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8 Leadership Skills Required for Success in the FutureI don’t need a crystal ball to see what will be required of leaders in the future. All I need to do is look around.

Most of the companies I work with these days are multi-national. They are expanding, becoming larger and more complex as they seek to establish a presence in new markets.

These changes require some new sets of leadership skills. I believe these skills will soon be required of leaders in all types of organizations. Driven by technology, our interconnection and inter-dependence as individuals, as companies, and as countries are expanding exponentially.

I do need a crystal ball  to see if leaders will adopt these skills – because some of them require significant shifts.

1. Painting a very clear picture of where the organization is going.

Because leaders cannot be physically present to manage and control, the only way they can be sure their people are working in a concerted effort is to create a shared vision, guiding values and clearly articulated strategies. Although a lot of lip-service has been given to this subject, less than 10% of the companies we’ve surveyed and observed have a clear vision that is really understood and embraced throughout the company. As companies continue to expand, lack of a guiding framework will cause more serious problems unless leaders at all levels understand this is one of their primary responsibilities.

2. Managing the Mid-Space.

It used to be that strategy was the province of the top of the organization, and the bottom was responsible for execution. We have learned this disconnects leaders from the realities of the organization. Leaders at all levels need to think both strategically and tactically. “Managing the Mid-Space” describes seven things leaders need to do to connect the mid-space between the vision and execution.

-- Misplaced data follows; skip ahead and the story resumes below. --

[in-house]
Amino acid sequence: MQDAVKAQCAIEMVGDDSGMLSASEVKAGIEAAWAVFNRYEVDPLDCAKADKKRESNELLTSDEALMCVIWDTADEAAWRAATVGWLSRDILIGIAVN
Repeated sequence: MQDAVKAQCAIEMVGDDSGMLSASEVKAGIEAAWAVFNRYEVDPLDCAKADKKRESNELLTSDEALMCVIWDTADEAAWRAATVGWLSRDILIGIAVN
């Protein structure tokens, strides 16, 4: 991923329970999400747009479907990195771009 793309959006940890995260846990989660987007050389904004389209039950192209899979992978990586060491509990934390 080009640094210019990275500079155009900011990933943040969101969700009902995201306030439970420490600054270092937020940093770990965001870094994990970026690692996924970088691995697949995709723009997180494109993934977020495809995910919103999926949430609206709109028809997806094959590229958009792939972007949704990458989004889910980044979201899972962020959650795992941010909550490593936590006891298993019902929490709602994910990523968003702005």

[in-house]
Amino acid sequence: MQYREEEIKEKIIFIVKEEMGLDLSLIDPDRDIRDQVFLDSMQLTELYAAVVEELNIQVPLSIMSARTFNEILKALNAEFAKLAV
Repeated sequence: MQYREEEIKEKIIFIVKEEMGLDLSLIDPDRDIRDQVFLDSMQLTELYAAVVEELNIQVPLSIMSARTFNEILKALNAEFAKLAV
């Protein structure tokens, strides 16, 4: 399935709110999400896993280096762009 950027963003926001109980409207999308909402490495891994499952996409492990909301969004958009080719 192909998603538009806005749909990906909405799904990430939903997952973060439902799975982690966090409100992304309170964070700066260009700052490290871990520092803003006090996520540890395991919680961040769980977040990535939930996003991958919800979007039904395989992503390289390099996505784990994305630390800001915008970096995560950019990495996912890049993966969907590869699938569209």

3. Developing leadership capacity.

The development of leadership capabilities is a business issue. There is no longer a separation between soft and hard. Leaders need to understand that they are responsible not only for business results but also for developing future leaders. Therefore they must hold their people as accountable not only for delivering results but also for how they accomplish them.

4. Valuing and effectively utilizing diversity.

We must shift from traditional approaches to solving problems to utilizing the perspectives that others bring because of their gender, nationality, etc. If there is any question in your mind about this, watch this wonderful video clip of Halla Tomasdottir‘s Ted Talk on December, 2010 on how her financial services firm used 5 traditionally “feminine values” to help Iceland recover from their economic collapse in 2008. Tomasdottir emphasizes that feminine is not better than traditional male. We must adopt a “both/and” mentality and embrace the richness that is missing.

5. Influencing without direct reporting relationships.

As companies expand and become more complex, no matter what organizational structure is in place, people must work with each other across reporting lines. A leader will no longer be able to say, “Do it because I told you so.” Your ability to influence is dependent on your credibility and character.

6. Collaborating across boundaries.

One person cannot have all the answers, nor can one group. The complexities of the organizations and the challenges they face demand that work be organize around the right people, regardless of what department they reside. Silos didn’t work well before. They are impossible in this world.

7. Using technology to manage at a distance.

Technology has created many of these challenges. It also holds the answer. Nothing will ever replace the value of face-to-face time, but the reality is that most teams will be working together at great physical distances.

8. Driving profits through principles and values.

Organizations are made up of people. When we take a big picture and long-term view, we cannot afford to treat employees as commodities. For organizations to be effective and sustainable in the long-term, leaders must take into account the social and environmental impact of their actions.

 

This post was written for the “The Future of Leadership Series” hosted by Ted Coine and Shawn Murphy on their Switch and Shift Blog.

 

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